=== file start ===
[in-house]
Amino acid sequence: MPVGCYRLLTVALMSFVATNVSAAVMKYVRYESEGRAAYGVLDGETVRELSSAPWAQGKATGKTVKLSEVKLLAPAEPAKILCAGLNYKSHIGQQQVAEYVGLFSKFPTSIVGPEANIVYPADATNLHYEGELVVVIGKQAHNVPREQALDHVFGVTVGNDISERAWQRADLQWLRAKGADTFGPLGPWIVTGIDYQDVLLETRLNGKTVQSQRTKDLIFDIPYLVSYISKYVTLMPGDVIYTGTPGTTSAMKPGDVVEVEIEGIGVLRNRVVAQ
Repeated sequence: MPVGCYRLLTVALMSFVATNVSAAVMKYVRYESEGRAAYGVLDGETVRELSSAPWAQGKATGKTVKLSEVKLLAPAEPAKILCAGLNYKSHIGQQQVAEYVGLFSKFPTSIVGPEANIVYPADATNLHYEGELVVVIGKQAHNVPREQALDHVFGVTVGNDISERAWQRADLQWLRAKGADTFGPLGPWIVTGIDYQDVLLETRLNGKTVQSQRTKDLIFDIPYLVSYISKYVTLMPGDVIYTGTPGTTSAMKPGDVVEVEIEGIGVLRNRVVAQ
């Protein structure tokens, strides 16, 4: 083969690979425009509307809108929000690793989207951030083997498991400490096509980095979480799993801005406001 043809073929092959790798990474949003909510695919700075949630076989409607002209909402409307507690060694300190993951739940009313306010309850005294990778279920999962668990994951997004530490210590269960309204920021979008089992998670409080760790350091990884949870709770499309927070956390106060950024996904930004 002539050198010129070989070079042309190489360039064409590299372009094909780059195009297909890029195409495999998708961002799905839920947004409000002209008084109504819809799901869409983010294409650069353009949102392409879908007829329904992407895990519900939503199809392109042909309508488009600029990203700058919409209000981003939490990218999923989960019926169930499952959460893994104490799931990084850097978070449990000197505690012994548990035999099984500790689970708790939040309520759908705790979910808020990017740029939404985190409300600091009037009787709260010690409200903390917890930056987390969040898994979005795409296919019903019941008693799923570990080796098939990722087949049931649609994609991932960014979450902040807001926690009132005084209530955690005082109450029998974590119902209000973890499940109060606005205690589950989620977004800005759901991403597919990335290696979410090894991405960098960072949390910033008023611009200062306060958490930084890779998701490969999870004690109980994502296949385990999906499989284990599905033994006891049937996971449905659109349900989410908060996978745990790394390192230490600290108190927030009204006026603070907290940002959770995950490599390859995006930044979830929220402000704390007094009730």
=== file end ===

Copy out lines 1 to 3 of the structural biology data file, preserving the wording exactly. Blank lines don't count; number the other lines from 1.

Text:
[in-house]
Amino acid sequence: MPVGCYRLLTVALMSFVATNVSAAVMKYVRYESEGRAAYGVLDGETVRELSSAPWAQGKATGKTVKLSEVKLLAPAEPAKILCAGLNYKSHIGQQQVAEYVGLFSKFPTSIVGPEANIVYPADATNLHYEGELVVVIGKQAHNVPREQALDHVFGVTVGNDISERAWQRADLQWLRAKGADTFGPLGPWIVTGIDYQDVLLETRLNGKTVQSQRTKDLIFDIPYLVSYISKYVTLMPGDVIYTGTPGTTSAMKPGDVVEVEIEGIGVLRNRVVAQ
Repeated sequence: MPVGCYRLLTVALMSFVATNVSAAVMKYVRYESEGRAAYGVLDGETVRELSSAPWAQGKATGKTVKLSEVKLLAPAEPAKILCAGLNYKSHIGQQQVAEYVGLFSKFPTSIVGPEANIVYPADATNLHYEGELVVVIGKQAHNVPREQALDHVFGVTVGNDISERAWQRADLQWLRAKGADTFGPLGPWIVTGIDYQDVLLETRLNGKTVQSQRTKDLIFDIPYLVSYISKYVTLMPGDVIYTGTPGTTSAMKPGDVVEVEIEGIGVLRNRVVAQ